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Breakfast at Chaa Creek, Belize

By Slickrock Adventures on July 26, 2011

Mick and Lucy Fleming bought the farm that became Chaa Creek the same year that my partner Cully started Slickrock Adventures: 1977. Their original 140 acre farm eventually grew to 365 acres and into Belize’s first and foremost environmentally active eco-resort. It’s hard to figure out how to describe this amazing place and what to include: their absolutely stunning Belize lodging options with original Belizean artwork in every room, the expansive grounds, the huge organic farm that supplies many raw materials to nourish up to 200 guests and staff, the extensive spa, their butterfly farm and on-site museum and natural history center, their safari-style jungle camp unequaled anywhere in Belize, or their program for Belize kids and teachers which they fund to benefit all of Belize. Each and every part of this huge operation reveals the careful attention to detail that I recall from the early 90s when we based out of the jungle camp during the inland part of our Belize Adventure Week trip.

It was way cool to see them again. Despite spending 1-3 months/year here I have just never run into them. They hosted our breakfast Sunday morning, and it was obvious that they haven’t let up since 1977. They build and renovate constantly. Chaa Creek is an evolving labor of love for these two very gifted and dedicated individuals.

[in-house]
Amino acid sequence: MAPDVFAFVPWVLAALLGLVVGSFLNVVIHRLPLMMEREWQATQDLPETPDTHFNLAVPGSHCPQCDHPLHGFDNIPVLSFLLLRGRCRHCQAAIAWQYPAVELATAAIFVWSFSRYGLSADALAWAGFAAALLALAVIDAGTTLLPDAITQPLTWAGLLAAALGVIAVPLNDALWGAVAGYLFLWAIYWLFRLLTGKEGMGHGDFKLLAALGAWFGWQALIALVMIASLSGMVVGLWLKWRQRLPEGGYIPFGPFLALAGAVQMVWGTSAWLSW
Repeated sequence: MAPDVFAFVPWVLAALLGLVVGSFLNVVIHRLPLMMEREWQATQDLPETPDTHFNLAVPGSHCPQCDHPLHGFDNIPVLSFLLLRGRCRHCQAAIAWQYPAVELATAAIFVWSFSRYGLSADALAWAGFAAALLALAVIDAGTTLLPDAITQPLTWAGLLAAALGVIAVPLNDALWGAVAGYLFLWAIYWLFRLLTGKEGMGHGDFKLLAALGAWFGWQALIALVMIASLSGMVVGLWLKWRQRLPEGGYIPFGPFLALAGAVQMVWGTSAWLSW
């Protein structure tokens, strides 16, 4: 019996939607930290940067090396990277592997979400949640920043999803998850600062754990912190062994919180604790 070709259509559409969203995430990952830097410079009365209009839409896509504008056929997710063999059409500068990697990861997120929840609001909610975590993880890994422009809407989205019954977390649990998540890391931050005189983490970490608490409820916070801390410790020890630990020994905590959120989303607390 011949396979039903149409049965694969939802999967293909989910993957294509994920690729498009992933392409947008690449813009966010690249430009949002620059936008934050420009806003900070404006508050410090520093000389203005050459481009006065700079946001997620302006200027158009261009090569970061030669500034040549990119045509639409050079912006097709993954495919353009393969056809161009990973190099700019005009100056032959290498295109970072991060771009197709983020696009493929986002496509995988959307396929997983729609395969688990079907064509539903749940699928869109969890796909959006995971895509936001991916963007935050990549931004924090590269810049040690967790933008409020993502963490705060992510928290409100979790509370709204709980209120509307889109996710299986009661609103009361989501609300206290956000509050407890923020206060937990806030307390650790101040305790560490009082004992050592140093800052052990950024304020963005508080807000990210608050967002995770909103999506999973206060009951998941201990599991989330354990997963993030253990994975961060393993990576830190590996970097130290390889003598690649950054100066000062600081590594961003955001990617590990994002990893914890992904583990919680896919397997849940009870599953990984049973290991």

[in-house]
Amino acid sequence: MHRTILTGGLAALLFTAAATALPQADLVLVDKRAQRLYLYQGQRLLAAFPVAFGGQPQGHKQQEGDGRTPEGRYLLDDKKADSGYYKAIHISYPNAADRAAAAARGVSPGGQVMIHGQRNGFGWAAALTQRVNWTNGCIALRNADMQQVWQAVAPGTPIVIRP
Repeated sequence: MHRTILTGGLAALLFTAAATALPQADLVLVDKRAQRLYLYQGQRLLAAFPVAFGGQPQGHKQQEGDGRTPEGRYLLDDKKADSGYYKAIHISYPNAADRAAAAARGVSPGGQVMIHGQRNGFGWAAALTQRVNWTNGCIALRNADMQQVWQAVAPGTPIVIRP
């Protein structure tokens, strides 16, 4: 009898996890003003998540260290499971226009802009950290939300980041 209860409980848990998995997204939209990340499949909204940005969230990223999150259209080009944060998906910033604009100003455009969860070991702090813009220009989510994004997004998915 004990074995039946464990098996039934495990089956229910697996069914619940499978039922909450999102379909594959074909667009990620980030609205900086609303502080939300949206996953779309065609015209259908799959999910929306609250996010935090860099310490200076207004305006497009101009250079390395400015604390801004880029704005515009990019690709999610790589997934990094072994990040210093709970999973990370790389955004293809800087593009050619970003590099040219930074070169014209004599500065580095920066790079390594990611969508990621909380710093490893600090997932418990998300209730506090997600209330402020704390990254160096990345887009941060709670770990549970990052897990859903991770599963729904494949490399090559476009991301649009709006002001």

We have already visited at least 15 excellent lodges, but still Chaa Creek stands out. Here you really can get to know Belize. Sure you can book your vacation at Chaa Creek and just luxuriate in your room and get an open-air massage or tour a ruin or cave. But you can also learn about the endangered creatures in the surrounding jungle and what you can do to help. This week you could witness their Eco-Kids program in action, as we did. You can admire a huge collection of artwork by Belizean artists. You can become familiar with Belize ecology at the museum and natural history center. Although it is very much a luxury resort, they have taken profits from this huge operation and put it back into the country. Way to go, Mick and Lucy!

(You can click each image to view the full picture.)